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Nhan đề: Birth weight and delivery practice in a Vietnamese rural district during 12 year of rapid economic development
Tác giả: Huong, Nguyen Thu
Bo, Eriksson
Toan, Tran Khanh
Chuc, Nguyen Thi Kim
Ascher, Henry
Từ khoá: Birth weight
Social and economic development
Sex ratio at birth
Rural Vietnam
Tùng thư/Số báo cáo: BMC Pregnancy and Childbirth, 2013;Page 1-8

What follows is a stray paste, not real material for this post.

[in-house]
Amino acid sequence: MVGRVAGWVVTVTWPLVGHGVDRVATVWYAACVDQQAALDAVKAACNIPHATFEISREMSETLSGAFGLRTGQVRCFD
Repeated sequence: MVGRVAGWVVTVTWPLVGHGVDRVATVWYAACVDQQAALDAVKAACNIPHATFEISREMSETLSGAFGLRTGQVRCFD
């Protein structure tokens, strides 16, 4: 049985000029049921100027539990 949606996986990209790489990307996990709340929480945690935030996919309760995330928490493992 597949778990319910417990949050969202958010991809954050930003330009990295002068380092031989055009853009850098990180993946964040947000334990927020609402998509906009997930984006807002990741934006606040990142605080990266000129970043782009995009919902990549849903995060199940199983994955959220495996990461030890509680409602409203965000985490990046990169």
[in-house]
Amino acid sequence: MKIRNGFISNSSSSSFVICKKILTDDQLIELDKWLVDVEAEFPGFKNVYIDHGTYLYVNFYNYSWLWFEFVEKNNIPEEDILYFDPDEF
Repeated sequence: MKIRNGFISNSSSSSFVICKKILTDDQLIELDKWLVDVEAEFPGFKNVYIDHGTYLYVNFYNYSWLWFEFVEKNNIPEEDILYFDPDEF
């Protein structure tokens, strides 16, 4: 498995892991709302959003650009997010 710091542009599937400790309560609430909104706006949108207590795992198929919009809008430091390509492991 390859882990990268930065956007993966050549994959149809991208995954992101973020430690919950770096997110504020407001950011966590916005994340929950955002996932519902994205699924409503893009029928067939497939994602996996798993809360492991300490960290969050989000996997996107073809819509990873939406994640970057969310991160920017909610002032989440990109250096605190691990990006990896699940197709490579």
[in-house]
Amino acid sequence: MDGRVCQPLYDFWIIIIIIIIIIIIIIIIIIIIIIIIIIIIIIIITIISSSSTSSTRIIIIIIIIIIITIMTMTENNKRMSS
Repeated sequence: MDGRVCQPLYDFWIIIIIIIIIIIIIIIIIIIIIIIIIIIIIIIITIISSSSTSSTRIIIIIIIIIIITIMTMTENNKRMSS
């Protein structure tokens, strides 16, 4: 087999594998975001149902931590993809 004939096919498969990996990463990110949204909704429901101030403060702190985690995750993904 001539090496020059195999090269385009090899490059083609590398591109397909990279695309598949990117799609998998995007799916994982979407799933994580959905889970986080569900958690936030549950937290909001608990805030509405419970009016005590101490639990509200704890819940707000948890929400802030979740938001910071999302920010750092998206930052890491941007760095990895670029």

Tóm tắt: -- Background: Since the Doi Moi reform 1986 economic conditions in Vietnam have changed significantlyand positive health and health care developments have been observed. International experience shows that improved economic conditions in a country can reduce the risk of perinatal mortality, decrease the risk of low birth weight and increase the mean birth weight in newborns. TheHealth and Demographic Surveillance Site (HDSS) FilaBavi in Bavi district outside Hanoi city has been operational since 1999. An open cohort of more than 12,000 households (52,000 persons) has been followed primarily with respect to demography, economy and education. The aim of this research is to study trends in birth weight as well as birth and delivery practices over the time period 1999–2010 in FilaBavi in relation to the social and economic development. -- Methods: Information about birth weight, sex, place and method of delivery, mother’s age and education as well as household economy of 10,114 children, born from 1999 to 2010, was obtained from the routine data collection in the HDSS. -- Results: Over the study period the mean birth weight remained at the same level, about 3,100 g, in spite of increased economic resources and technology development. At the individual child level we found associations between birth weight and household economy as well as the education of the mother. Hospital delivery increased from about 35% to 65% and the use of Caesarian section increased from 2.6% to 10.1%. -- Conclusion: During the twelve years studied, household income as well as the use of modern technology increased rapidly. In spite of that, the mean and variation of birth weight did not change systematically. It is suggested that increasing gaps in economic conditions and misallocation of resources, possibly to overuse of 124 technology, are partly responsible.
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